Truffle Edamame Dumplings with Shallot Broth

truffle dumplings

With the sweetness of Sauternes wine in the broth and the earthiness of truffle oil in the dumplings, this dish strikes the perfect flavor balance. Chad’s daughter, Amaya, loves them so much he always makes a double batch. You might want to too! This one is sure to impress the guests. Watch the video for more detail on filling and shaping the dumplings.


  • 1/4 cup (40 g) raw cashews
  • 2 1/2 cups (375 g) frozen shelled edamame, thawed
  • 3/4 cup (180 ml) vegetable stock or unsweetened nondairy milk
  • 3-4 Tbsp truffle oil
  • 3 Tbsp vegan butter
  • 1-2 cloves garlic
  • Sea salt and ground white pepper or black pepper
  • 1 to 1 1/2 packages (12 oz/340 g each) round eggless dumpling skins (about 3 1/2-inch/9-cm diameter) or Homemade Dumpling Skins
  • About 1 Tbsp cornstarch
  • s2 cups (475 ml) Sauternes Shallot Broth


  • We like Twin Dragon eggless round gyoza (dumpling) wrappers, which are about 3 1/2 inches (9 cm) in diameter.
  • Truffle oil is expensive but soooo worth it. Just a few drops in a pasta sauce or any creamy sauce adds a ton of aroma. Try it with plant-based egg dishes too. So good.

*This recipe was adapted from the book Crazy Sexy Kitchen by Chad Sarno and Kris Carr.  Click here to pick up a copy.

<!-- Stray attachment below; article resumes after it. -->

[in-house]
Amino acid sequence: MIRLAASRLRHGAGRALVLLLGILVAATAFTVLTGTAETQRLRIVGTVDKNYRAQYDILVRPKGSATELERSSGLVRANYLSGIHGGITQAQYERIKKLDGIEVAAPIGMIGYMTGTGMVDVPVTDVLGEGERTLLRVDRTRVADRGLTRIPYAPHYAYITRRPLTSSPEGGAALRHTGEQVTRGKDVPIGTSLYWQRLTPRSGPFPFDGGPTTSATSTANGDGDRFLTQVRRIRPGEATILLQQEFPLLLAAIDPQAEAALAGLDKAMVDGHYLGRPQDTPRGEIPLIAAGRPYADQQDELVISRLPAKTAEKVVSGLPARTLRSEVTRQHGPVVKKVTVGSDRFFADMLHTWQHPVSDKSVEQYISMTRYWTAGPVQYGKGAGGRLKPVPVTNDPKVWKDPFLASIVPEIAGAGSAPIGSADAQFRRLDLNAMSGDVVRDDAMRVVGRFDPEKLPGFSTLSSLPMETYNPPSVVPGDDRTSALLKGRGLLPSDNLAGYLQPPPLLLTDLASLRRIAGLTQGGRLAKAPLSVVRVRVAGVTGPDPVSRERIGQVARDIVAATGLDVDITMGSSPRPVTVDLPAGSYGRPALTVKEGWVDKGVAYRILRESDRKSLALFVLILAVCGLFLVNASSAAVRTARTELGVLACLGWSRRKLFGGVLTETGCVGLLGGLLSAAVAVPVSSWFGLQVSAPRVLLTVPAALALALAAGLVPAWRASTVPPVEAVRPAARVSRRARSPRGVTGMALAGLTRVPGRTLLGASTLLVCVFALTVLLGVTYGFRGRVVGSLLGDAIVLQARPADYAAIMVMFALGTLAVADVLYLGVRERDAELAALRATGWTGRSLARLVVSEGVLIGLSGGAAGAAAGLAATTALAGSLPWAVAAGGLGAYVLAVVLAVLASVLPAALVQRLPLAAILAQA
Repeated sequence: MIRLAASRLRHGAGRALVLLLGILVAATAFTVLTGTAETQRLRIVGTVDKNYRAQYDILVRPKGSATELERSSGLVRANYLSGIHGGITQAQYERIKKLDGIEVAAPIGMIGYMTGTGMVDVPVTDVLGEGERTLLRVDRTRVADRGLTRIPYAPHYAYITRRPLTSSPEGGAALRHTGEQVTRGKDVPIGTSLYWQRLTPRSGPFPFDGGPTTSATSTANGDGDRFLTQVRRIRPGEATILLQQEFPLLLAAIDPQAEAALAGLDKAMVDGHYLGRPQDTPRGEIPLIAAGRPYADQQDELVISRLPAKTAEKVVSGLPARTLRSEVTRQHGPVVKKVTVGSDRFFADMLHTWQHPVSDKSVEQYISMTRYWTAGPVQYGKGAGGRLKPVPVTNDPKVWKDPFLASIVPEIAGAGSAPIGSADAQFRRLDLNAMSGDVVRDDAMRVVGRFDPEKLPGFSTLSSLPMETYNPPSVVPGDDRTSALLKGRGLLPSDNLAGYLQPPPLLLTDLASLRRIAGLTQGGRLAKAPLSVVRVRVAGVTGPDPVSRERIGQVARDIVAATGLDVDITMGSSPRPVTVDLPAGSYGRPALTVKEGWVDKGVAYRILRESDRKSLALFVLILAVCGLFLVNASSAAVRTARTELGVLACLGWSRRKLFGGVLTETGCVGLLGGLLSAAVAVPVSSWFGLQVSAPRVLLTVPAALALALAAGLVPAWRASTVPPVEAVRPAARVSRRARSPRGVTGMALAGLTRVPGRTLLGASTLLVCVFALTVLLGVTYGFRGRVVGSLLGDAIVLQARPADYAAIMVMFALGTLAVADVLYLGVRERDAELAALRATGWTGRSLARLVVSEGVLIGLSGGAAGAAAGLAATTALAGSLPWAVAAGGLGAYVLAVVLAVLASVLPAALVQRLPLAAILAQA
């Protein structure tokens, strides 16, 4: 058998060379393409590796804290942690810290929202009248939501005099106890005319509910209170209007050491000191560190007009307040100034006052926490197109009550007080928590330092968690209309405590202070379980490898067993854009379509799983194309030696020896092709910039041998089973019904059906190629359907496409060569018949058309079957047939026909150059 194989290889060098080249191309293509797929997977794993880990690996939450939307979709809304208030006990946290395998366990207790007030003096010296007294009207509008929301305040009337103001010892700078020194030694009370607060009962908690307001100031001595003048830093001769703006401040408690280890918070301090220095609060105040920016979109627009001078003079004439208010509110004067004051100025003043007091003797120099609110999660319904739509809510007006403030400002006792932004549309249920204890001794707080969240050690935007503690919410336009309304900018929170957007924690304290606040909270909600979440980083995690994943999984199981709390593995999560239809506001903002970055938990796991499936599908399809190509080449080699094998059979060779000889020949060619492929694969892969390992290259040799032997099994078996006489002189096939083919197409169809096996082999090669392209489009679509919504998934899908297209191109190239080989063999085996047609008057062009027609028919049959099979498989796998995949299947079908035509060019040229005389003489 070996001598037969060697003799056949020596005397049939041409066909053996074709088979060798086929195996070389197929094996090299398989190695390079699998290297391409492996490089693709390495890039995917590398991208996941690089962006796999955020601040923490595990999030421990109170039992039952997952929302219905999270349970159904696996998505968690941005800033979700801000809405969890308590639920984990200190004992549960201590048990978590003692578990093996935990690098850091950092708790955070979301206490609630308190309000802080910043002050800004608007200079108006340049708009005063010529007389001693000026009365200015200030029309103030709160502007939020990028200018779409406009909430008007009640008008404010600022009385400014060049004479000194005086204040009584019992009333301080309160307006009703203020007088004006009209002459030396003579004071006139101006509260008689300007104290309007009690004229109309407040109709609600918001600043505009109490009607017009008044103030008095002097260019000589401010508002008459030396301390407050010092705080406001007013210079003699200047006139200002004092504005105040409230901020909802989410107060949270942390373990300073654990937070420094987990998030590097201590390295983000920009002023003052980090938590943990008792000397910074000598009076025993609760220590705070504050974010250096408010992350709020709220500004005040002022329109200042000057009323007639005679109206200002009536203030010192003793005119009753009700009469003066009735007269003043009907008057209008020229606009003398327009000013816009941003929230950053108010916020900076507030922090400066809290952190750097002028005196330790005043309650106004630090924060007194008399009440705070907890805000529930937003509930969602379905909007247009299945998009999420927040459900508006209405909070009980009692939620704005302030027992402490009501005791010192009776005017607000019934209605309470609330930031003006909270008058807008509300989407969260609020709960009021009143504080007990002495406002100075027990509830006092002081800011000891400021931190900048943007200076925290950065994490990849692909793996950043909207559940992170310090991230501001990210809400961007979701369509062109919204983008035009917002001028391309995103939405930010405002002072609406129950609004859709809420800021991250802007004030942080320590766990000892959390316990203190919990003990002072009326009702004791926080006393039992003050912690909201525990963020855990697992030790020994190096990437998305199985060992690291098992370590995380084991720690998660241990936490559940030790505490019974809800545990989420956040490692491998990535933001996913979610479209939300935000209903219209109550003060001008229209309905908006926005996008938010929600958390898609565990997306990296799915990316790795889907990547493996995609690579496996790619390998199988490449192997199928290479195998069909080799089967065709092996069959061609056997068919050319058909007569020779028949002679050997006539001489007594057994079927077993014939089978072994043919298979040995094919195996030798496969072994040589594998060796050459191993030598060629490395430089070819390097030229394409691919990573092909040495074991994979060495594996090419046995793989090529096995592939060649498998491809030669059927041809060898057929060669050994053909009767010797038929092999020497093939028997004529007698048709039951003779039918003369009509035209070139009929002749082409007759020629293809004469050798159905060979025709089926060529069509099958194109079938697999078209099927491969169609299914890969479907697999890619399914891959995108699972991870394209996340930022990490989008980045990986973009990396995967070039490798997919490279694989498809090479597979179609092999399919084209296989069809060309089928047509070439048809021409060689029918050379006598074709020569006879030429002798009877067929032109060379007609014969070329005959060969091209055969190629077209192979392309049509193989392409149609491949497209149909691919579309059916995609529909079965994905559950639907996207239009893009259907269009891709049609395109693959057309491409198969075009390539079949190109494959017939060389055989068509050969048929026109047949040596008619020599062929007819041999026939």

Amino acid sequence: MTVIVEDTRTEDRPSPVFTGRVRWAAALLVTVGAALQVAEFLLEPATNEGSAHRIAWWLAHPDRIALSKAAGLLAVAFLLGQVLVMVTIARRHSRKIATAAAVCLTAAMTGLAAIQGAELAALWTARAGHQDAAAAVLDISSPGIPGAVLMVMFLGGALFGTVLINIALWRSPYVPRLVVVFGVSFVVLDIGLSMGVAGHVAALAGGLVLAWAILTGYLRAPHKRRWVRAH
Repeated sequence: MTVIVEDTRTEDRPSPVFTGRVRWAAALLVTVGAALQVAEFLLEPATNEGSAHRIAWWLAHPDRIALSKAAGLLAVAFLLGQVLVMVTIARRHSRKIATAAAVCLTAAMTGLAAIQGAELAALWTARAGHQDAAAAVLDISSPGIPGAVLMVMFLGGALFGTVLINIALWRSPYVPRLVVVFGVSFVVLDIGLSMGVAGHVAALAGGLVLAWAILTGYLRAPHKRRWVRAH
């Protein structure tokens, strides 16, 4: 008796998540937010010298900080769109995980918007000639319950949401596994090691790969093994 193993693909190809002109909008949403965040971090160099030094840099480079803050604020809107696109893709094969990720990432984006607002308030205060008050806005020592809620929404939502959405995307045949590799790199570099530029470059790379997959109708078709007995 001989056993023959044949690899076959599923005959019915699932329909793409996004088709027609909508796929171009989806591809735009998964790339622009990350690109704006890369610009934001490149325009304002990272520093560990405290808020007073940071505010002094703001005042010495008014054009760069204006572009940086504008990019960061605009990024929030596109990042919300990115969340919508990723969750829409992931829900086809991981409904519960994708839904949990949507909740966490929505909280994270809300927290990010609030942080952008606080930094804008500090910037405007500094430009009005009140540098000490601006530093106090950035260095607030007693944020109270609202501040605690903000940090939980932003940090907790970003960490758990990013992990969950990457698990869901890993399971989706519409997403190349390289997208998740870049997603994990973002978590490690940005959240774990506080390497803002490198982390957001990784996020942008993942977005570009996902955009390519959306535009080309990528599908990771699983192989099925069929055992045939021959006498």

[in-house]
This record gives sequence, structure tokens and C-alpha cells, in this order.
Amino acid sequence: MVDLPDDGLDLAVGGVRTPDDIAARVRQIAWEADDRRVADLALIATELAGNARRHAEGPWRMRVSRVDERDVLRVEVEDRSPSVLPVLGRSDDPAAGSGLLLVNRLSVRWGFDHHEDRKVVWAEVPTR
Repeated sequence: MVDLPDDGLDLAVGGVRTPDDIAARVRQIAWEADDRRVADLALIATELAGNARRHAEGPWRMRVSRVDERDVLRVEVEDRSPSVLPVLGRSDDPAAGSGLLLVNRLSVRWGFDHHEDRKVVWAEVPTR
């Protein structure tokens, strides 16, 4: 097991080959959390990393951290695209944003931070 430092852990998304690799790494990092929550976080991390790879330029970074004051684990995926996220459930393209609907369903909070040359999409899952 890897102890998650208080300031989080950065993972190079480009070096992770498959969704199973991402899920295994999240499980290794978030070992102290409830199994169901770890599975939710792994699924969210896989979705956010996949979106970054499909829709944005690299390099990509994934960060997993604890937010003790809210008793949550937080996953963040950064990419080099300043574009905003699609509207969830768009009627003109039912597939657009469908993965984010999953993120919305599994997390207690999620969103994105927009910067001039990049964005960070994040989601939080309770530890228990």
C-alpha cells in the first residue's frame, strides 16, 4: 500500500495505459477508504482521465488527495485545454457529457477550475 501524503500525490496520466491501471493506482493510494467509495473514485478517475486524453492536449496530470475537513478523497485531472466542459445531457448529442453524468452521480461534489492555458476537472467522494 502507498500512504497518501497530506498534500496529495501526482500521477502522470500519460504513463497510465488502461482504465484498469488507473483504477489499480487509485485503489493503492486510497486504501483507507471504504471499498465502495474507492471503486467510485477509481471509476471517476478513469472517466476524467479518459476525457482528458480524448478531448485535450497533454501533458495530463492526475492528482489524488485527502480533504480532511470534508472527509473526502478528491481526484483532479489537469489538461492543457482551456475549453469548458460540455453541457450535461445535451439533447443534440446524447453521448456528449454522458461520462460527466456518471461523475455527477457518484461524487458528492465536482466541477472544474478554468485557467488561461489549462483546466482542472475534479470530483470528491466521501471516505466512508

1. For the filling, soak the cashews in water to cover for a few hours or overnight. Drain and set aside.
  2. When you’re ready to continue, put 2 cups (300 g) of the edamame in a high-speed blender along with the stock or milk, truffle oil, butter, and garlic. Blend it all into a nice thick puree. It should be the consistency of muffin batter.
  3. Transfer the mixture to a bowl and stir in the remaining 1/2 cup edamame. Season with salt and pepper until it tastes good to you, then cover and chill for 1-2 hours to firm up the filling.
  4. To assemble the dumplings, set the bowl of filling, a small cup of water, your dumpling skins, and a baking sheet on a work surface. Scatter some cornstarch over the baking sheet to help prevent sticking.
  5. For each dumpling, mound a generous tablespoon of filling in the center of a dumpling skin. Dip your finger in the water and moisten the entire edge of the skin. For a gyoza-style shape, hold it like a taco, then starting with one corner, crimp around the edge, creating a series of pleats from one corner to the other. Place on the sheet pan and continue until all the dumplings are assembled (about 20).
  6. These dumplings are lightly pan-fried then steamed. To fry, heat a saute pan over medium-high heat, then add a small amount of oil or spray oil to the pan. Sear the dumplings in batches until they’re golden on the bottom, 3 to 4 minutes. Avoid crowding the pan or the dumplings may stick to each other.
  7. Steaming time! Use a bamboo steamer basket, or your favorite steamer, and place a few leaves of cabbage, or other leafy green, on the bottom of the steamer. Or spray with oil to prevent sticking.
  8. Bring water to a boil, and place the dumplings in the steamer. Steam until the dough is tender, about 3 minutes, then remove from the heat.
  9. Gather 6 serving bowls and place 3 to 4 dumplings in the center of each. Or use smaller bowls to serve single dumplings as appetizers. Pour 4 to 6 Tbsp broth around the dumplings in each bowl so a little broth comes up the sides of the dumplings. Serve with a spoon and enjoy.

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